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We are effective in cases dealing with wage and hour compliance, leave policy compliance, state and federal discrimination claims, sexual harassment claims, confidentiality and  and employment contract enforcement. Our strategy protects clients.

We offer a wide range of specialized employment law practice areas, including:

  • Administrative Claims, including Labor Commissioner Actions

  • Alternative Dispute Resolution

  • Americans with Disabilities Act (ADA) Claims

  • Internal Investigations

  • Commissions and Commission-Based Compensation Methods

  • Compensation

  • Disability, Leave and Health Management

  • Discipline and Termination

  • Discrimination

  • e-Discovery

  • Employment Agreements

  • Family and Medical Leave Act (FMLA) Claims 

  • General Employment Litigation

  • Harassment

  • Hiring and Retention

  • Independent Contractors

  • Sexual Harassment Prevention Training

  • Non-Compete and Trade Secret Law

  • Overtime Compliance

  • Prevailing Wage Law

  • Privacy, Social Media and Information Management

  • Retaliation

  • Severance Packages and Negotiation

  • Sexual Harassment Law

  • Workplace Safety and Health, including OSHA Compliance

  • Unemployment Insurance Benefits

  • Whistle-blower Claims

  • Wrongful Termination

The attorney and staff work to stay up to date with ever-evolving federal and state laws and regulations.

Many people experience unfair treatment on a daily basis. It is always humiliating. Discrimination on the job is a violation of Florida and federal law.

Not all actions you may regard as discriminatory constitute employment discrimination, however. It usually takes the help of an experienced employment law attorney to evaluate your case and advise you if you have a case and how to proceed.


Under Title VII of the Civil Rights Act of 1964, employment discrimination is discrimination based on your protected status, which includes:


  • Your race or color

  • Your gender

  • Your age, if you are age 40 or older

  • Your disability status

  • Your religion

  • Your national origin


Be on the lookout for behavior that may constitute retaliation. Under Florida and federal law, you may have experienced retaliation for reporting discrimination, even if the discrimination claim did not yield anything in an investigation by your employer or in evaluation by your supervisor. Contact an employment law attorney who can help you determine if your right to report discrimination has been impaired.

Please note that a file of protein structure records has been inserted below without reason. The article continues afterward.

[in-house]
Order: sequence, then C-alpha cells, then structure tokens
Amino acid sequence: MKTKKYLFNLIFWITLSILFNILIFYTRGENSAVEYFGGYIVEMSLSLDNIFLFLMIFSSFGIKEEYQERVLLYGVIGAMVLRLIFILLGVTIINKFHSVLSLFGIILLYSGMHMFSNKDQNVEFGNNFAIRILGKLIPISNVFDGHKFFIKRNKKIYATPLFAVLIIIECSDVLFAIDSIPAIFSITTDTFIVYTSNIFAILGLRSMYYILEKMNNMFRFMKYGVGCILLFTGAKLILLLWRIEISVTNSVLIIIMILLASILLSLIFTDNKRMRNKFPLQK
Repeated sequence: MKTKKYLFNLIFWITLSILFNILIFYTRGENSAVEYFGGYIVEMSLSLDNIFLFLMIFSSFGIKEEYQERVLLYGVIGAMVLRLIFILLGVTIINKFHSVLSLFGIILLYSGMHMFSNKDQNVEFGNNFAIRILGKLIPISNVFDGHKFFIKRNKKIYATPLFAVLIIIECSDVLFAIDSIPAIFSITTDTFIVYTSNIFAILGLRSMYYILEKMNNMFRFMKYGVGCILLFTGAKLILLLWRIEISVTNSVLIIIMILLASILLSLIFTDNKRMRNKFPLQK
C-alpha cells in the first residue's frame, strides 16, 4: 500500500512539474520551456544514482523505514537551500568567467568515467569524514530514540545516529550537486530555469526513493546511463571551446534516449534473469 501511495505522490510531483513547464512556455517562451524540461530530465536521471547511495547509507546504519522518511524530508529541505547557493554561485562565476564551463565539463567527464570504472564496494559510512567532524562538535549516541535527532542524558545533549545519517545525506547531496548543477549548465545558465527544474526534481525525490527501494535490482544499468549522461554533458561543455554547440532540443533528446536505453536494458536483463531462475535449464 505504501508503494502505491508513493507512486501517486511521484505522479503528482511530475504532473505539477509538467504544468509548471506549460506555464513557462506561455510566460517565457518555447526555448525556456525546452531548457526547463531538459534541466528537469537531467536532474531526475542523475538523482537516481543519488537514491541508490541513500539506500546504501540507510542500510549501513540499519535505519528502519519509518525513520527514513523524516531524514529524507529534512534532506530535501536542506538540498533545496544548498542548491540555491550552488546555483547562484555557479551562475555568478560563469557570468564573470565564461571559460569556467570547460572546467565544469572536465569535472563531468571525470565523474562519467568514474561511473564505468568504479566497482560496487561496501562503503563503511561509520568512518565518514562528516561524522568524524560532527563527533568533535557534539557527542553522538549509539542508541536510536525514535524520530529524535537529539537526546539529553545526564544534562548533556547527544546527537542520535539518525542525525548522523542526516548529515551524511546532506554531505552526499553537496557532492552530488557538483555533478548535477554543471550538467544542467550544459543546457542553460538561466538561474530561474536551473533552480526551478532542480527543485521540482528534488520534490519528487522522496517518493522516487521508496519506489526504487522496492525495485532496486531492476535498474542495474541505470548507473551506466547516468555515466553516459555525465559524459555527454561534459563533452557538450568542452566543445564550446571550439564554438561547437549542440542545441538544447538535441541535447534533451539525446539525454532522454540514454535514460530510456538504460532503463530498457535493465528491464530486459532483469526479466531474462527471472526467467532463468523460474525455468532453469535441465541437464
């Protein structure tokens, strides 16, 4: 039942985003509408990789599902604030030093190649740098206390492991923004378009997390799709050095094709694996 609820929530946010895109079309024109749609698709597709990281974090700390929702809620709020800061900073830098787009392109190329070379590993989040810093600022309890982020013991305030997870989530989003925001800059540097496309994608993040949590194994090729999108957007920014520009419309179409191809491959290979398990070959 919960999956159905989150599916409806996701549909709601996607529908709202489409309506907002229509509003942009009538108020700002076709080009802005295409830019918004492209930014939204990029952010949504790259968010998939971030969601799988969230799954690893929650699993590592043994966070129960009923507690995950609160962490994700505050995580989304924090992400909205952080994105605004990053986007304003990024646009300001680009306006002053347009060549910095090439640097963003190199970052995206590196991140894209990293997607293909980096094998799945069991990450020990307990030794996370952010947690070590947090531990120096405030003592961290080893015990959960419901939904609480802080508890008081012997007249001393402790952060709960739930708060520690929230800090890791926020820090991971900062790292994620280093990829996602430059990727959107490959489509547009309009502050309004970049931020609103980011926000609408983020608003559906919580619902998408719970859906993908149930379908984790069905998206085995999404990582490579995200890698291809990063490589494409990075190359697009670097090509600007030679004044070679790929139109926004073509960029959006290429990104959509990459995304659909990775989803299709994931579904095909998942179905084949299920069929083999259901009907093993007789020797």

Wrongful Termination

If you are terminated without cause or believe you have been discriminated or retaliated against, please call Robinson Law Office PLLC for a free consultation. 

Let us help you determine if you have a claim against your employer.


State and federal labor laws protect employees from retaliation. It is illegal for your employer to harass or demote you or otherwise retaliate against you for filing a complaint or suit for discrimination or harassment. If you have blown the whistle on your employer, for reporting fraud.

Equal Opportunity The U.S. Equal Employment Opportunity Commission enforces federal employment discrimination laws.

Civil Rights prohibits discrimination on the basis of race, color, religion, sex and national origin. Title VII applies to employers with 15 or more employees. The Florida Civil Rights Act of 1992 adds age, disability and marital status to the protected classes.

Age Discrimination bars employers with 20 or more employees from discriminating against individuals age 40 and older.

Equal Pay Prohibits an employer from  paying an employee a different wage for  substantially equal work on the basis of gender. 

Americans with Disabilities Prohibits employment discrimination against qualified individuals with disabilities; applies to employers with 15 or more employees. Requires that public accommodations and commercial facilities be accessible.

Fair Labor Laws applies to most businesses in interstate commerce. Requires payment of minimum wage and overtime of a minimum one-and-a-half times regular pay wage rate after forty hours in a week's work.  

Fair Labor Laws applies to most businesses in interstate commerce. Requires payment of minimum wage and overtime of a minimum one-and-a-half times regular pay wage rate after forty hours in a week's work.  

FMLA applies to businesses with 50 or more employees; gives certain employees up to 12 weeks of unpaid, job-protected leave per year while preserving their health benefits during the period. Male and female employees may take leave for the birth of a child; if they adopt a child or provide foster care; to care for a seriously ill spouse, child or parent; or if they personally suffer a serious health condition.

OSHA requires businesses to provide a safe workplace and, in many cases, to maintain records of job-related injuries and illnesses.

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